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If we listed the things we love most about this city, Central Park would be right at the top. With its iconic sculptures, sprawling meadows and endless people watching, we consider it a little slice of heaven in the middle of Manhattan.

A new collection of essays by New York's greatest writers shows we're not alone in our sentiments. In Central Park: An Anthology, we see how the park transformed from municipal disaster in the 1970s to a modern-day sanctuary for millions.

Though all the pieces share one theme, they show the very different roles the park plays in each contributor's life: For Colson Whitehead, it's the ideal spot to observe quirky characters. Susan Cheever recalls midnight runs around the Reservoir on New Year's Eve, and Francine Prose reflects on open-air performances by Nina Simone and James Brown.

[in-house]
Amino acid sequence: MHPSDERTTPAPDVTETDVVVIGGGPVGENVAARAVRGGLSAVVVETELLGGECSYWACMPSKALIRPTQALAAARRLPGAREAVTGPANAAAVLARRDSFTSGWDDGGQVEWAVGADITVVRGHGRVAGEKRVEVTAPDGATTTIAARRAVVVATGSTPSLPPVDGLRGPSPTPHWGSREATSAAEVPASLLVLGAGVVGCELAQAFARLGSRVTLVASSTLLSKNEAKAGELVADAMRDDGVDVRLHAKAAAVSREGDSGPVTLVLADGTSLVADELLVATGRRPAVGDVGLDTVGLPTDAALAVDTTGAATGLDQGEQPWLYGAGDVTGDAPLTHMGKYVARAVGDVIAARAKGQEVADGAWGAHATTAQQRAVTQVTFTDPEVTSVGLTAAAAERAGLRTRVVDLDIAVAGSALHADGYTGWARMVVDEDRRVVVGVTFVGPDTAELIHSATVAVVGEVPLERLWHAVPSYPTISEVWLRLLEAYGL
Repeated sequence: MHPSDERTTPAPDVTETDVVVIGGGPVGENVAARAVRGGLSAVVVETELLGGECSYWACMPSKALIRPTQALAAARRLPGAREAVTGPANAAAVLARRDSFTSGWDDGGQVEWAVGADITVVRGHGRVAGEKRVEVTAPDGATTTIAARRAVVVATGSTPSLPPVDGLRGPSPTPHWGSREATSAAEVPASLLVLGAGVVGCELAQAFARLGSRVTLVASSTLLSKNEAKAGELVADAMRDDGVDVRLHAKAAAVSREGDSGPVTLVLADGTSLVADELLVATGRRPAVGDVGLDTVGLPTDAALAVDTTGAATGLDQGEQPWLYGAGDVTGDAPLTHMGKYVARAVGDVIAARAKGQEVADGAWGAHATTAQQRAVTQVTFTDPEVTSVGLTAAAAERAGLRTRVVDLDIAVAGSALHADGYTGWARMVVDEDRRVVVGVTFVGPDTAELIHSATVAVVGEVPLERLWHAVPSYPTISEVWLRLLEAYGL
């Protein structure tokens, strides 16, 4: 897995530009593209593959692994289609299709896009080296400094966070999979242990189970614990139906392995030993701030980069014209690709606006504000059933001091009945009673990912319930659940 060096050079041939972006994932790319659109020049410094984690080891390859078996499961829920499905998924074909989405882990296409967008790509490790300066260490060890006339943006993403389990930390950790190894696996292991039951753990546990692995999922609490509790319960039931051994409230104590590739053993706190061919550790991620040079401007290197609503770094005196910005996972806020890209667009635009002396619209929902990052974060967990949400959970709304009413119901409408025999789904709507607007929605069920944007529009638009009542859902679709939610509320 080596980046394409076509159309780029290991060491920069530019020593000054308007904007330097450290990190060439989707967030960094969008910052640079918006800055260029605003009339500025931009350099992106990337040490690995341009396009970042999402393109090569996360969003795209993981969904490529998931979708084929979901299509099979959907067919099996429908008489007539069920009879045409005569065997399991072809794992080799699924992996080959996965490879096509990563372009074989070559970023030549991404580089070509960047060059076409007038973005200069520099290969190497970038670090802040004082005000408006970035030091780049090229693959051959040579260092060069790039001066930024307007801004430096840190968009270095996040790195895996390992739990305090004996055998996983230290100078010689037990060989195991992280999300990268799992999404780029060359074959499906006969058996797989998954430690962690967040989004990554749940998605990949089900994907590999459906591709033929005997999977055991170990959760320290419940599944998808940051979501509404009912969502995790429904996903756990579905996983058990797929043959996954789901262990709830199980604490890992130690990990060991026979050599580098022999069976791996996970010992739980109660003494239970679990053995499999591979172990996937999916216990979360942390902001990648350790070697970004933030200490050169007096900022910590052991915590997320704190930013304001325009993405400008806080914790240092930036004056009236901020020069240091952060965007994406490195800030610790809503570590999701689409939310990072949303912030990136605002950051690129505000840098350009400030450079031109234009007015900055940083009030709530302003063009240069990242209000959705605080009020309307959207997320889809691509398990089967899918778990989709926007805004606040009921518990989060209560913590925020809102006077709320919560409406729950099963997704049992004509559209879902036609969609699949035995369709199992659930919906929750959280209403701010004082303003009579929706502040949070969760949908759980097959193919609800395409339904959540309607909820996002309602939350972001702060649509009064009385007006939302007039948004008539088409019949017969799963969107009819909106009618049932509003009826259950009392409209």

But most touching is Marie Winn's essay answering Holden Caulfield's question about where the ducks go when the ponds freeze over (hint: the stream under Balcony Bridge never turns to ice).

Proceeds from the book go to the Central Park Conservancy, so you'll be doing your part to keep the Great Lawn flourishing while you read.

And we know just the place to do so.

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